But here's where the hypocrisy comes in: the five-minute rant of this little man, in this little town, is being denounced as a major transgression against humanity and decency itself.  And yet, where were these same people, this same media, these same "concerned citizens," when an Islamic cleric, five years ago, was saying on television that homosexuals should be tortured to death?  The following video is unintentionally amusing in spots, but the man is in deadly earnest: and, unlike the preacher in North Carolina, he quotes Islamic scripture to justify his views:

There's a double standard, obviously, although this is nothing new.  If Christians are true to the teachings of the Bible, they regard homosexual acts as sinful, just as illicit heterosexual acts are sinful.  But this is intolerable, coming from Christians, because Christianity itself is intolerable in this theophobic world.  If a Christian takes a stand against "gay rights" or "gay marriage," the homosexuals become hysterical (the word is carefully chosen), the media goes berserk, and senile movie stars rip pages out of Gideon Bibles in hotel rooms. 
But if A Muslim proposes torture and execution for homosexuals ... not a peep.  Not a whisper.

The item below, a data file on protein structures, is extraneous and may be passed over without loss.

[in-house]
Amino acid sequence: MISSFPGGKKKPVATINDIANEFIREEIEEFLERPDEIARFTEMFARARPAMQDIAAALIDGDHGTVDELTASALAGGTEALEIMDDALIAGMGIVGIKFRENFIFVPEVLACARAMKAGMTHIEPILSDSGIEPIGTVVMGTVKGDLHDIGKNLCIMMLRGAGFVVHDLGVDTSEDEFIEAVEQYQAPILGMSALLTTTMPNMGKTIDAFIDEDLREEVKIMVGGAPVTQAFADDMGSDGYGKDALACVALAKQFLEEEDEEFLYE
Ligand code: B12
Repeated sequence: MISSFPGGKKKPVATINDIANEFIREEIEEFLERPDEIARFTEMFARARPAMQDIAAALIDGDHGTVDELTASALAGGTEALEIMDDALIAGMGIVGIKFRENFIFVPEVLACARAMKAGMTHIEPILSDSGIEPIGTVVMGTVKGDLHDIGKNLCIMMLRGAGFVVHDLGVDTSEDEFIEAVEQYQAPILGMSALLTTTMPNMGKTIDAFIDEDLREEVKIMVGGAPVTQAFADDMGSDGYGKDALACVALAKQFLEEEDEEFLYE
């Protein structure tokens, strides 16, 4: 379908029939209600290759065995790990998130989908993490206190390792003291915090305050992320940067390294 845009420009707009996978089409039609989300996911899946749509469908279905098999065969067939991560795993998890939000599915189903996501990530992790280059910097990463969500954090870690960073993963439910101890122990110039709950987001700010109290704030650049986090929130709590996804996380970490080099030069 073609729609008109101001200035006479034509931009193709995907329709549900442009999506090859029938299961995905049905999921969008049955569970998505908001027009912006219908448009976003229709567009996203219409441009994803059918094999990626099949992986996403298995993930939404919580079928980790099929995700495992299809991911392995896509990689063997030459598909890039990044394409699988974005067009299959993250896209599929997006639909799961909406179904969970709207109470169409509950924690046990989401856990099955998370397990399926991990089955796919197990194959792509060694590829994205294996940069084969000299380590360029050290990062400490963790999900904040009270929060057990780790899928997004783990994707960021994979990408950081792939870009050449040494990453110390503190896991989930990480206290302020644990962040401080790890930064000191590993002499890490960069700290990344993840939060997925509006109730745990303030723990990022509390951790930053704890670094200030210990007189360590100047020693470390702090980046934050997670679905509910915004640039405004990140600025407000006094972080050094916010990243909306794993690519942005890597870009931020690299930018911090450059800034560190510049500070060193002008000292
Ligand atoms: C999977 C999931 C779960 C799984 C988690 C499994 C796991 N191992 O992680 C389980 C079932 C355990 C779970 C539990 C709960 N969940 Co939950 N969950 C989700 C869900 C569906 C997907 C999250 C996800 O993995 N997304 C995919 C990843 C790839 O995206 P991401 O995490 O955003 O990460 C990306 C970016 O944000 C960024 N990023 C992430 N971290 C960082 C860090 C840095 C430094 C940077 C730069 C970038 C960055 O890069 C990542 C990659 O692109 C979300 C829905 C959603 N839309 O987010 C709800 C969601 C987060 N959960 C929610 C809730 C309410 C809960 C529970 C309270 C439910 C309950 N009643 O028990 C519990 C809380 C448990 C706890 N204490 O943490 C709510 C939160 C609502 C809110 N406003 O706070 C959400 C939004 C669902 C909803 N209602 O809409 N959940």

It's almost as though someone were afraid of the followers of "the religion of peace" .... but surely that can't be, can it?

And they call Christians hypocrites!

Monday, May 21, 2012

The Anatomy of Repentance, Part IV

David, the King of Israel, has committed adultery, treachery, and murder.  He's taken advantage of his position as King to seduce the wife of one of his most loyal and brave commanders, and then contrived to have the man "accidentally" killed in battle - - - so that he could have the man's wife, Bathsheba, for his own.  And now, months later, what's David doing?  He's waiting for God to repent!

This is the fourth installment in our series on repentance.  In our first post, we discussed the "mechanics" of repentance, as described in James 4:7-10; in the second, we saw that genuine repentance involves, not just the things we do, but what we are.  The third post discussed the difference between true and false repentance, and the dangers of self-deception. But now we come to a question that has been a subject of bafflement and controversy to Jewish and Christian theologians for many centuries: namely, does God Himself ever repent?  Don't worry: I'm no theologian, and you're probably not either, so we're going to treat the matter as practically as possible, avoiding speculation and flights of fancy, and simply look at what the Bible itself says.